The North American Free Trade Agreement in 1994 stimulated another round of investment by the major automakers. Now they were installing state-of-the-art technology in Mexico on par with their plants in the U.S. and Canada. With its auto industry forever changed by Nafta, Mexico aggressively sought trade deals with other countries in Europe, Asia and South America, in sharp contrast with Latin rivals like Brazil and Argentina, which adopted more restrictive policies.
The boom in Mexican production is already rattling the North American auto industry. Today 40% of all auto-sector jobs are in Mexico, up from 27% in 2000. Canada and the Midwest have taken the brunt of the job losses. But even southern states like Tennessee and South Carolina are worried. Twenty or 30 years ago they were the ones attracting foreign auto factories away from Detroit. Now they, too, stand to lose out on new investments.
“There’s a recognition that if we don’t do something different, that will be the case,” says Suzanne Dickerson, an executive at Clemson University’s International Center for Automotive Research. The last auto factory built in the U.S. was Volkswagen’s plant in Chattanooga, Tenn., in 2011.
VW’s luxury unit, Audi, considered the U.S. when it was deciding where to build the hot-selling Q5 sport utility in North America, says Bernd Martens, the company’s board member for procurement. Mexico had a $500-per-car labor cost advantage, but that was offset by higher transportation costs. The clincher was Mexico’s trade policy. Specifically, the U.S. lacks trade agreements with Japan, the European Union and Brazil. Added tariffs mean a car exported from Tennessee to Brazil costs 55% more than one exported from Mexico.
Audi’s decision to move luxury SUV production from Germany to Mexico was a significant milestone for the industry–a sign that the country’s industrial sector had earned a reputation for high quality. “The Q5 is one of our major cars. It must be planned carefully,” says Martens, especially because Audi is introducing new technologies and new production strategies for the next-generation vehicle.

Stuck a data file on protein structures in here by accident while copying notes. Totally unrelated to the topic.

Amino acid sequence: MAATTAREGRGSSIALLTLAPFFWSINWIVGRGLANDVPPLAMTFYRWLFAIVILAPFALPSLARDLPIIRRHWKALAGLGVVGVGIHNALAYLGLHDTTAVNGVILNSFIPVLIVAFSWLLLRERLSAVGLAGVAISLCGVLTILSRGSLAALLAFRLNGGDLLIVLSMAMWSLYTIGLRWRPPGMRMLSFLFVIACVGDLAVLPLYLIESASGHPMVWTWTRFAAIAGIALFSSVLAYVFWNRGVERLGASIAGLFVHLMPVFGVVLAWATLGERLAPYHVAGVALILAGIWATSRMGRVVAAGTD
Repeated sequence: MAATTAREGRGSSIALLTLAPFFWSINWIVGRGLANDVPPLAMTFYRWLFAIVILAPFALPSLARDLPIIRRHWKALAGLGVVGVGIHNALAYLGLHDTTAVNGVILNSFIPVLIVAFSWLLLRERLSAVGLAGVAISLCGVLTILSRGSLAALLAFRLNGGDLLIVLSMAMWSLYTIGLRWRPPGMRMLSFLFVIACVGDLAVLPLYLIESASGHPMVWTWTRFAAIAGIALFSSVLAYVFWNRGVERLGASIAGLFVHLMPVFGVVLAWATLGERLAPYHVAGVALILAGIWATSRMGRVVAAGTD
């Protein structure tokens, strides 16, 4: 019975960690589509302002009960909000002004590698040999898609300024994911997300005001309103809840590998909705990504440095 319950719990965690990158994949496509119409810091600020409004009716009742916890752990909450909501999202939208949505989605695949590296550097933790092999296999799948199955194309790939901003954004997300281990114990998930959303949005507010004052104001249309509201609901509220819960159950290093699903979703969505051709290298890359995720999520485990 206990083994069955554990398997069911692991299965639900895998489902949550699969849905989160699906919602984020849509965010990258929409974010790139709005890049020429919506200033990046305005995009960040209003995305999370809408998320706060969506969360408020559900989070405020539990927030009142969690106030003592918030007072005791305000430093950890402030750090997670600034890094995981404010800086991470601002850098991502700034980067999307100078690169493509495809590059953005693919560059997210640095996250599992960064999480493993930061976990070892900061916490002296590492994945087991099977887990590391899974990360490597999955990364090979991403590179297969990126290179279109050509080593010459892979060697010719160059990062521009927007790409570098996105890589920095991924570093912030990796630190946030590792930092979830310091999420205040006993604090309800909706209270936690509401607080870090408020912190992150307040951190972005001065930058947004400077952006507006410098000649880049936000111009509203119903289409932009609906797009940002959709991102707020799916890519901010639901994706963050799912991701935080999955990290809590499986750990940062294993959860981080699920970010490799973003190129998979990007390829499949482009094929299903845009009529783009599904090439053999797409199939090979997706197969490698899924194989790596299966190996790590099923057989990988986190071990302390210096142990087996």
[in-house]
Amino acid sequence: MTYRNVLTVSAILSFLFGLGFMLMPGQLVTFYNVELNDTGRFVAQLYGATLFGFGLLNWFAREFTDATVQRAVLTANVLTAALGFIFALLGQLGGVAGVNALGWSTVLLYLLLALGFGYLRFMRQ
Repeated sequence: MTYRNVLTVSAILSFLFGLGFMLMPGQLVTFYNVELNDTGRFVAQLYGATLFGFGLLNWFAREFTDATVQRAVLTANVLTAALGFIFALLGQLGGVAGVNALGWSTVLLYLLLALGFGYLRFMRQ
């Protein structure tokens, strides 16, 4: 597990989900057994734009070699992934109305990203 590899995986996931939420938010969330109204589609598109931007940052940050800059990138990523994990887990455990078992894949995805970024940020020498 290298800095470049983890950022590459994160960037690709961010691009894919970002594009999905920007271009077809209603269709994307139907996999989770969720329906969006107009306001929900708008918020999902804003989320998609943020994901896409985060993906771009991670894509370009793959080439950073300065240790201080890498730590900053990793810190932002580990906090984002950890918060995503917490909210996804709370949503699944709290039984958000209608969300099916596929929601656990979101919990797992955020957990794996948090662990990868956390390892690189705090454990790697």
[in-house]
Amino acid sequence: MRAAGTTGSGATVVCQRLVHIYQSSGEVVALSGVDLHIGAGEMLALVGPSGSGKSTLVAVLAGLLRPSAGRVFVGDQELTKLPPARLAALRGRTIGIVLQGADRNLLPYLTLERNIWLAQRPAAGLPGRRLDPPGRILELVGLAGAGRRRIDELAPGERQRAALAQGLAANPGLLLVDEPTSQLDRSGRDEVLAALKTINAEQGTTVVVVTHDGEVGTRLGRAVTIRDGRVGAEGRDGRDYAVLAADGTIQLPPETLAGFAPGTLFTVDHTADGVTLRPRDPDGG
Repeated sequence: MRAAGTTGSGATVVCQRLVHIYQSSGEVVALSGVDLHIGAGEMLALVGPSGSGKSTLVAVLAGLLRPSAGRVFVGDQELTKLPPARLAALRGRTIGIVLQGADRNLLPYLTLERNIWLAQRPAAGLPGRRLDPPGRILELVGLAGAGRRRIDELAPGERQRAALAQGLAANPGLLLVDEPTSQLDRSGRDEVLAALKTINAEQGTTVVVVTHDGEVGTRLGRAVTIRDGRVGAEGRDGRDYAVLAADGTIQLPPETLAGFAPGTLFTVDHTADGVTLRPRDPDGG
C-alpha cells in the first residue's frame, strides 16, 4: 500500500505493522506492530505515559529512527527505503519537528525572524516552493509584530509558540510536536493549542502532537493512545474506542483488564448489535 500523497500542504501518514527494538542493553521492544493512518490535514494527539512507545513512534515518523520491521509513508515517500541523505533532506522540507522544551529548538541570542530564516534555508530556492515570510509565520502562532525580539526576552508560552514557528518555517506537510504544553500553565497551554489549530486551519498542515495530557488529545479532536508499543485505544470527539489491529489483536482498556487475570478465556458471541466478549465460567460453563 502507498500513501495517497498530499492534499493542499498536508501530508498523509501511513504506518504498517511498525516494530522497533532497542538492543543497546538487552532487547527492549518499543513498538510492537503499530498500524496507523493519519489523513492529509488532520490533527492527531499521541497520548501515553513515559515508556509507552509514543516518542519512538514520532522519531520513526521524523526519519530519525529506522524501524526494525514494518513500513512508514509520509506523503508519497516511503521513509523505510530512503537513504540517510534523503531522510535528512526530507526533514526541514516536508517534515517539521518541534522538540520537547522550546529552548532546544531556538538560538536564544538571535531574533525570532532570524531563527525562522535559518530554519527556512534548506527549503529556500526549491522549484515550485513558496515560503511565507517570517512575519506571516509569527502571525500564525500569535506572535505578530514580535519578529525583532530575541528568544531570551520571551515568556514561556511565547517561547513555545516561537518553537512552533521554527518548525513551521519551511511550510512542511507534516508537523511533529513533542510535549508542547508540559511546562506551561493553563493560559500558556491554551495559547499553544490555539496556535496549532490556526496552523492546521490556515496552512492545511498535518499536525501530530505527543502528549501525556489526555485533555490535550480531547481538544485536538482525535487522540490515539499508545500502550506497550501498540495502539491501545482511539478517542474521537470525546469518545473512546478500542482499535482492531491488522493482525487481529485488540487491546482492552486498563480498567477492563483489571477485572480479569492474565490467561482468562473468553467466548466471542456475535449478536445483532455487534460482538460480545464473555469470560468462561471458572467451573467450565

Instead of importing components from Germany, Audi intends to buy 90% of the Q5′s parts in North America. That required a deep review of the entire supply network in Mexico to address weaknesses in smaller companies further down the chain, Martens says. A udi is providing extra training for lower-tier suppliers to ensure they meet its expectations. “We are not going to change the Q5′s specifications for Mexico,” he says.
Another issue is security. When Ford Motor began shipping Fusion sedans from its Hermosillo plant north to the U.S. a few years ago, criminals found a way to hide drugs inside the trunks. Today some carmakers, like Volkswagen, seal their vehicles in plastic before they are loaded on railcars. They also obtain special clearance to pass quickly through U.S. customs.
In Aguascalientes Governor Lozano went even further to make sure security was not a deterrent to investment: He took direct control of the police force. “The bad guys go somewhere else to live,” he says. “We know that if we don’t have security good things won’t happen.”
If that seems to be just part of a sales pitch, it’s one that seems to be working. His province added more than 44,000 new jobs in the past three and a half years. Lozano isn’t slowing down, either. He just returned from Asia with a $100 million investment from a big automotive parts supplier. Grabbing a remote control off the table in his conference room, he’s eager to explain how he landed the deal. “Can I show you a video?” he asks. “We did this in Chinese.”